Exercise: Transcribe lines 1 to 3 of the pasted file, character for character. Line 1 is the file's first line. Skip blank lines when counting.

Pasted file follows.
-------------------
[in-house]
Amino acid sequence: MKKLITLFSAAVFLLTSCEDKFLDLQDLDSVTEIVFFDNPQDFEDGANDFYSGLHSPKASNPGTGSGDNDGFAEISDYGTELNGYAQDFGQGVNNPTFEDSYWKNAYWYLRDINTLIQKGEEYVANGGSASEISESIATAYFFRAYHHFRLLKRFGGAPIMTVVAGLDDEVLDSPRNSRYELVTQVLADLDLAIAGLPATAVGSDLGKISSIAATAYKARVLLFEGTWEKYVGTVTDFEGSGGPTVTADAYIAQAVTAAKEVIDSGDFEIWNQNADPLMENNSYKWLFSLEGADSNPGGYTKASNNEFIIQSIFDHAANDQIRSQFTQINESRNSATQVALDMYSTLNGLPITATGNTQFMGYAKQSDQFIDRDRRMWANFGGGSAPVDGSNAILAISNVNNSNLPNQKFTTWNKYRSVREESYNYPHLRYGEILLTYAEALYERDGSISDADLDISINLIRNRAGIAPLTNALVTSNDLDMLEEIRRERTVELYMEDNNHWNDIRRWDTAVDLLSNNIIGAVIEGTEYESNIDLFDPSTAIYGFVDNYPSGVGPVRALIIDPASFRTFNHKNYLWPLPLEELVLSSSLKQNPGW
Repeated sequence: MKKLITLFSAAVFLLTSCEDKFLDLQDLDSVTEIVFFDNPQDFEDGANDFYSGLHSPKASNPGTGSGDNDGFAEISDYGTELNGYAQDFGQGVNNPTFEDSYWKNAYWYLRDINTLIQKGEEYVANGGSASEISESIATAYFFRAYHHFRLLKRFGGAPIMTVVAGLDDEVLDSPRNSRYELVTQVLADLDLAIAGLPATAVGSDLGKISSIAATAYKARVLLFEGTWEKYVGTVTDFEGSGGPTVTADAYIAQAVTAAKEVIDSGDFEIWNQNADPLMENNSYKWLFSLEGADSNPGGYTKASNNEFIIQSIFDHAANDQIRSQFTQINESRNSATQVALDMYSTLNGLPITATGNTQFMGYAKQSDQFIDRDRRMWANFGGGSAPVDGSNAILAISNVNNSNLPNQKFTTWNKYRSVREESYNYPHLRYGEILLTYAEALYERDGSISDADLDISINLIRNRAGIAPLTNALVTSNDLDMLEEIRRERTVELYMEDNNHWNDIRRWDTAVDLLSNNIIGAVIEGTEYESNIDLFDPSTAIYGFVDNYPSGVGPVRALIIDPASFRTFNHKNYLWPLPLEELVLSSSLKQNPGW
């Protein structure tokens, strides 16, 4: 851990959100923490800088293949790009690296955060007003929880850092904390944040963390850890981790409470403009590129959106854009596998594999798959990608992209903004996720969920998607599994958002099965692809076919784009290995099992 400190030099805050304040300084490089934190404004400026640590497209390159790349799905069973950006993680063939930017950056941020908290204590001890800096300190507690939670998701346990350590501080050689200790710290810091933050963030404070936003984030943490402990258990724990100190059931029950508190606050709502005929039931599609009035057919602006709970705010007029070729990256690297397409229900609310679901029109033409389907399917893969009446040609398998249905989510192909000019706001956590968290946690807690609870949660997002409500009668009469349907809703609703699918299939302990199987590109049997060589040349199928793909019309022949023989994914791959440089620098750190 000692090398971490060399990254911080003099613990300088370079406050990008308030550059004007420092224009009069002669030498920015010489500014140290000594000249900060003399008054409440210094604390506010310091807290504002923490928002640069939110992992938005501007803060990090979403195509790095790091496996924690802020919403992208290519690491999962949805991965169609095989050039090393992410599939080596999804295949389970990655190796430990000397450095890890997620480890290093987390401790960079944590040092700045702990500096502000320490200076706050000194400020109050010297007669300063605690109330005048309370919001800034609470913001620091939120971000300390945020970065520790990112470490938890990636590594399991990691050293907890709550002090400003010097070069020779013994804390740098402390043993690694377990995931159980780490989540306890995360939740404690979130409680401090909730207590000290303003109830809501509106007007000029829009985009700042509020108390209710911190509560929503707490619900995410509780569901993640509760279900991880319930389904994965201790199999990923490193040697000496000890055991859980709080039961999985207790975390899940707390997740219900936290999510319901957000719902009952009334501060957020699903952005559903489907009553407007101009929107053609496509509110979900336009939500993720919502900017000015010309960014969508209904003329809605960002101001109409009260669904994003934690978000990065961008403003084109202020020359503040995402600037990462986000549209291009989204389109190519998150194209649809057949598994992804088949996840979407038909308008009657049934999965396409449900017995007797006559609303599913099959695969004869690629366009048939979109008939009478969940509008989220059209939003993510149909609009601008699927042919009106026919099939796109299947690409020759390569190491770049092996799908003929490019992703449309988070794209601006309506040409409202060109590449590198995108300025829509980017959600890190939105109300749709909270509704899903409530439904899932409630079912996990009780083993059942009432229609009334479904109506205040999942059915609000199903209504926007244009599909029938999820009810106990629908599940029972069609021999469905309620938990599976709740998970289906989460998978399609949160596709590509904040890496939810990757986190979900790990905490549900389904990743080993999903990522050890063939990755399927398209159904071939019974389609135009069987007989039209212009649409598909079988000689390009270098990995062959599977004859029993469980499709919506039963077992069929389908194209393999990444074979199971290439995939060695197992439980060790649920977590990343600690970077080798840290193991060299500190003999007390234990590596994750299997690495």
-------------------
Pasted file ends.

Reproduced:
[in-house]
Amino acid sequence: MKKLITLFSAAVFLLTSCEDKFLDLQDLDSVTEIVFFDNPQDFEDGANDFYSGLHSPKASNPGTGSGDNDGFAEISDYGTELNGYAQDFGQGVNNPTFEDSYWKNAYWYLRDINTLIQKGEEYVANGGSASEISESIATAYFFRAYHHFRLLKRFGGAPIMTVVAGLDDEVLDSPRNSRYELVTQVLADLDLAIAGLPATAVGSDLGKISSIAATAYKARVLLFEGTWEKYVGTVTDFEGSGGPTVTADAYIAQAVTAAKEVIDSGDFEIWNQNADPLMENNSYKWLFSLEGADSNPGGYTKASNNEFIIQSIFDHAANDQIRSQFTQINESRNSATQVALDMYSTLNGLPITATGNTQFMGYAKQSDQFIDRDRRMWANFGGGSAPVDGSNAILAISNVNNSNLPNQKFTTWNKYRSVREESYNYPHLRYGEILLTYAEALYERDGSISDADLDISINLIRNRAGIAPLTNALVTSNDLDMLEEIRRERTVELYMEDNNHWNDIRRWDTAVDLLSNNIIGAVIEGTEYESNIDLFDPSTAIYGFVDNYPSGVGPVRALIIDPASFRTFNHKNYLWPLPLEELVLSSSLKQNPGW
Repeated sequence: MKKLITLFSAAVFLLTSCEDKFLDLQDLDSVTEIVFFDNPQDFEDGANDFYSGLHSPKASNPGTGSGDNDGFAEISDYGTELNGYAQDFGQGVNNPTFEDSYWKNAYWYLRDINTLIQKGEEYVANGGSASEISESIATAYFFRAYHHFRLLKRFGGAPIMTVVAGLDDEVLDSPRNSRYELVTQVLADLDLAIAGLPATAVGSDLGKISSIAATAYKARVLLFEGTWEKYVGTVTDFEGSGGPTVTADAYIAQAVTAAKEVIDSGDFEIWNQNADPLMENNSYKWLFSLEGADSNPGGYTKASNNEFIIQSIFDHAANDQIRSQFTQINESRNSATQVALDMYSTLNGLPITATGNTQFMGYAKQSDQFIDRDRRMWANFGGGSAPVDGSNAILAISNVNNSNLPNQKFTTWNKYRSVREESYNYPHLRYGEILLTYAEALYERDGSISDADLDISINLIRNRAGIAPLTNALVTSNDLDMLEEIRRERTVELYMEDNNHWNDIRRWDTAVDLLSNNIIGAVIEGTEYESNIDLFDPSTAIYGFVDNYPSGVGPVRALIIDPASFRTFNHKNYLWPLPLEELVLSSSLKQNPGW